When one of my third graders saw the architect’s drawings of the new church we’re building for my parish, he exclaimed, “Father! It looks like a Catholic Church!”
Indeed. His observation not only registered his delighted surprise, but revealed that such a church was not something he had experienced before.
In South Carolina, where I minister, a Catholic Church that looks like a Catholic Church is actually a rarity.
This is why, in our first building committee meeting five years ago the parish representatives stated quite firmly that everyone wanted a traditionally styled church. I was happy to agree with them, and so we proceeded to plan a modern church in the Romanesque style.
We did so for some very good reasons.
The people of my parish were clear that they wanted a church that “looked Catholic.” Their motives were mixed. There was some nostalgia and sentimentality.
“I want a church with stained glass windows,” said one older woman, “like the one I grew up in.”
Others said that in the Bible Belt of South Carolina, it was important that a Catholic Church was distinctive in its architecture. Others were unable to articulate exactly why they wanted a traditionally styled church. They just knew they didn’t like the modern, fan-shaped, concrete flying saucers that have landed in so many American suburbs.
During the five year process of building the church we’ve been able to explore together some of the deeper reasons for a Catholic church to look Catholic. It has to do with the principles of the Second Vatican Council and what it means to be Catholic in the first place.
Before I explain what I mean, I should say that, although our new church is built in a Romanesque style, it is not simply a throwback to a pre-Vatican II age. The seating is planned around a central altar with good acoustics and sight lines to aid full participation of the laity in worship.
While accommodations are made for modern worship, the style of architecture also roots the liturgy firmly in the venerable traditions of the Catholic faith.
The two guiding principles of the Second Vatican Council were aggiornamento and resourcement. The first term refers to the drive to “open the windows” of the church to the modern age, while the second term values the movement to return to original sources of the faith.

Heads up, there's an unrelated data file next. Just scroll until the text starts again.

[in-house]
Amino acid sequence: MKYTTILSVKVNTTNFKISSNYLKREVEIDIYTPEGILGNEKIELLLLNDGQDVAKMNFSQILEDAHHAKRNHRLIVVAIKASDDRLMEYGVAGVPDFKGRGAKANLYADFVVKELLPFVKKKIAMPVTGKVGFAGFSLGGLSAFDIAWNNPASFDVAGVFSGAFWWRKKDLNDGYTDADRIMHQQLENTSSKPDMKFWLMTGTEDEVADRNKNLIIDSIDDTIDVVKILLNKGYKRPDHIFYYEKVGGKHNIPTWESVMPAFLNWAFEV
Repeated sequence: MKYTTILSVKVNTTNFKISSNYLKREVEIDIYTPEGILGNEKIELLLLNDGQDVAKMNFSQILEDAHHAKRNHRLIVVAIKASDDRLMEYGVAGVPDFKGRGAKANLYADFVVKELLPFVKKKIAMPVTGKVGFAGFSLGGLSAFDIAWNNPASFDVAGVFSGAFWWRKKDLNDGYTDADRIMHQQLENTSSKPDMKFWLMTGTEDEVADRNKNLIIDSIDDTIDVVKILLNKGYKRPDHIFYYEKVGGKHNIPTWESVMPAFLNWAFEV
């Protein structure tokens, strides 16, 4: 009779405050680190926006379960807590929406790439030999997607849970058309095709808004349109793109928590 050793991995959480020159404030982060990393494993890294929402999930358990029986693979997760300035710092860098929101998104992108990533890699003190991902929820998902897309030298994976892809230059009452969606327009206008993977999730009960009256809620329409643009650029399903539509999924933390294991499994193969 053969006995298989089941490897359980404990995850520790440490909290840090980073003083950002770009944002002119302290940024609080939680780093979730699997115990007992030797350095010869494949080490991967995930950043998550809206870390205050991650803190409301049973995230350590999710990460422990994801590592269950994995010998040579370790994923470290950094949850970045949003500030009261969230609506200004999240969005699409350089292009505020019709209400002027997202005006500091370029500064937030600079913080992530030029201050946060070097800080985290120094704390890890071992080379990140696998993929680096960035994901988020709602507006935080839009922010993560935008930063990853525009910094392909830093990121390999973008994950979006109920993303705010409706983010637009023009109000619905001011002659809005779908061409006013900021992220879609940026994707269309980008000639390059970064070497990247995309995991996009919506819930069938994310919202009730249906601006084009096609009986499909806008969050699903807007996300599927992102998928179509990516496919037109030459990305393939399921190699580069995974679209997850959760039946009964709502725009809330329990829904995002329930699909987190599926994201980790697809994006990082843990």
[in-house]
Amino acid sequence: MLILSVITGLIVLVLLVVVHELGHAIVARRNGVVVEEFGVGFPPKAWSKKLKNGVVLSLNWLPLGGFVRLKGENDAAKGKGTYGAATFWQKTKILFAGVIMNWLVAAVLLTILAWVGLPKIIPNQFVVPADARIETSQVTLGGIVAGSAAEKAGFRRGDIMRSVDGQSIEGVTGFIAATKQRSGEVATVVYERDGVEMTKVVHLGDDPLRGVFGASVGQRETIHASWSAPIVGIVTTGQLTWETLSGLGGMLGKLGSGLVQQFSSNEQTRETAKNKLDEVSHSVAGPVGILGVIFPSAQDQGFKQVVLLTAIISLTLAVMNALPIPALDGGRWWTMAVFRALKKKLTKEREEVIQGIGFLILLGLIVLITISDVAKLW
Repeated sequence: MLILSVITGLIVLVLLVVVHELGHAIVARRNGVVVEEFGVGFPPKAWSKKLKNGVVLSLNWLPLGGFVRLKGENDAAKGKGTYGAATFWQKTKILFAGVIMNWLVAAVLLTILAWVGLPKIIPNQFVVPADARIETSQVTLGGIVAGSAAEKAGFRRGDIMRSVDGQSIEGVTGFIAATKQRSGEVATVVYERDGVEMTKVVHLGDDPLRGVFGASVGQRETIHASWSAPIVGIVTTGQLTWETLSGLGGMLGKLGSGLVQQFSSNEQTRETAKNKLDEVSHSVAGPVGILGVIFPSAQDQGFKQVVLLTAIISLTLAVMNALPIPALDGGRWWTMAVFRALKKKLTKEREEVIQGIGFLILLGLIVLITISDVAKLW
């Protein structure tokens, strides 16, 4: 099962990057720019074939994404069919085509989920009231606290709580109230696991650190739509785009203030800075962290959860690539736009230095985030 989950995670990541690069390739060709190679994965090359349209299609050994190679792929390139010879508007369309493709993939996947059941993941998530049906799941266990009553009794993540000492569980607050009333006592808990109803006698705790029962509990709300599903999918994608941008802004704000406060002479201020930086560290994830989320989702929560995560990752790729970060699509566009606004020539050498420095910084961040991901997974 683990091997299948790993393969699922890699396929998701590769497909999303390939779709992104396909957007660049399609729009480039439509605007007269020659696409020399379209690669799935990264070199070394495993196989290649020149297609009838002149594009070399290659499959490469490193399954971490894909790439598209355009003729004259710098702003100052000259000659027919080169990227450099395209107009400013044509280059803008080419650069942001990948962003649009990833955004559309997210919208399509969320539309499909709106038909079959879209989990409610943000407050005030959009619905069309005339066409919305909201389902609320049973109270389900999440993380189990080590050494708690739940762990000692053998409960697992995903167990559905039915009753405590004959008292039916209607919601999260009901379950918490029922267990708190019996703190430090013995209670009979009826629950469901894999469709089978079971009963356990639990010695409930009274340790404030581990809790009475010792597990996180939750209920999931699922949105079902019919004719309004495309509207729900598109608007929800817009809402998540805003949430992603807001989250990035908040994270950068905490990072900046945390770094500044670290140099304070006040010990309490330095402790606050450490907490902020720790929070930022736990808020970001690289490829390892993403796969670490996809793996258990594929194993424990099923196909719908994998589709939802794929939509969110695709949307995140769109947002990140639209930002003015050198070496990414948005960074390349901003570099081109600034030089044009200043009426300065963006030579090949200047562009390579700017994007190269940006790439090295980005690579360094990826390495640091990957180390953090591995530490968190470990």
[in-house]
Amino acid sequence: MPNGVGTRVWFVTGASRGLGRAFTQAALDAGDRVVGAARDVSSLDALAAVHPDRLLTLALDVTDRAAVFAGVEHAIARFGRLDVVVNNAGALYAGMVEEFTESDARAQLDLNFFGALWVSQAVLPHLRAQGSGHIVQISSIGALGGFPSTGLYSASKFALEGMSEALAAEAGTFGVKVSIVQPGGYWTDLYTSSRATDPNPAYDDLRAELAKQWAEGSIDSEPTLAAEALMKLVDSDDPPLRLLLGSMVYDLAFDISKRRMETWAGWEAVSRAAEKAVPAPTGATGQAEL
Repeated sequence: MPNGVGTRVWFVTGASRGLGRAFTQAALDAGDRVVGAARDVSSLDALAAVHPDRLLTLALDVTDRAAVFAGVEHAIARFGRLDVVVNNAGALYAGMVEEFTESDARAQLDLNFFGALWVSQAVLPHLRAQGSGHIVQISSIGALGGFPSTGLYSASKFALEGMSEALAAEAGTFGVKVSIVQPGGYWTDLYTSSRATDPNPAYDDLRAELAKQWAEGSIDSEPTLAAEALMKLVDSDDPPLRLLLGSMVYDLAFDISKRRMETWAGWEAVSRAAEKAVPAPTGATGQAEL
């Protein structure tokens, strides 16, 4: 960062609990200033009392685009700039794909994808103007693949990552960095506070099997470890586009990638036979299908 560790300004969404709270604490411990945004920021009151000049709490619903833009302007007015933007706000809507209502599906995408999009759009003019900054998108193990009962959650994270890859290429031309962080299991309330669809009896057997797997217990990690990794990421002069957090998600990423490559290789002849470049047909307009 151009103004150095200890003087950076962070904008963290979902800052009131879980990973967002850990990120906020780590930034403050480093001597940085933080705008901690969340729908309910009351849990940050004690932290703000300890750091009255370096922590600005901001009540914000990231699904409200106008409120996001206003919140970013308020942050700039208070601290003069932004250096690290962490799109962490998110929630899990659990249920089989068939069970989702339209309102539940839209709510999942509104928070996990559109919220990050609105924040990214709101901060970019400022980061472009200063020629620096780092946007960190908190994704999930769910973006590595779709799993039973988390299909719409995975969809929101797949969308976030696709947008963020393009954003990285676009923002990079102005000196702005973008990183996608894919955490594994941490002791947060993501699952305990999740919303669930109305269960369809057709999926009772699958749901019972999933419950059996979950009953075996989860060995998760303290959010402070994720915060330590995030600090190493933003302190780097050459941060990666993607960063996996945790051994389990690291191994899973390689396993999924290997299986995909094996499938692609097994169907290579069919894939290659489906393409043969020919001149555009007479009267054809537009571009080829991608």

The windows could only be opened to the modern age authentically by re-connecting with the ancient simplicity of the faith.
Pope Benedict XVI would re-affirm the need for both of these guiding principles with his emphasis on “the hermeneutic of continuity”, insisting that change in the church was an organic development of the 2,000 year traditions rather than a rupture with them.
If this is so, then the principles which guide the Church in the modern age ought to guide church art and architecture as well as theology, liturgy, evangelization, canon law and catechesis.
The people in my parish knew this at gut level, even if they were unable to articulate it. Put simply, they didn’t like the modern, brutalist school of Catholic Church architecture. They didn’t like the modern churches that looked like parking garages because, as they said, “They don’t look Catholic.”
They understood that a Catholic church should connect with the past with pride while ably serving the present and looking confidently into the future. They wanted their church to be not only timely, but timeless.
We honed in on Romanesque as our style of architecture (rather than Gothic, Baroque or Byzantine) for several reasons.
Firstly, Romanesque is a universally recognizable Catholic style. We looked at Romanesque churches from Africa, India, Poland, England, America and Australia. It is also a style that has stood the test of time. You can find Romanesque styled Catholic churches from almost every age.
Third, the purest Romanesque style is simple— austere and harmonious with the minimalism of modernity.
Finally, because of its simplicity, Romanesque is affordable. The price tag for our new church is just $5.2 million.
The first words everyone says when they see our new church is, “It’s beautiful!” This is another reason for building a traditionally styled church in the modern age.
A Catholic Church is not simply a preaching hall. From the beginning, it was a temple not an auditorium. The Catholic faith declares the real presence of Christ in the world and the Church is the focus of his dwelling among us.
It is therefore right and proper that we build a beautiful house for God because God himself is the source of all that is beautiful, good and true.
Finally, in an increasingly secular America, and in the Bible Belt of Big Box megachurches, our new Catholic parish church is a sign of contradiction.
We’re witnessing to the distinctiveness of our faith not with aggressive evangelization tactics, but with a building that attracts others with a confident message of beauty, truth and goodness incarnated in ordinary bricks and mortar.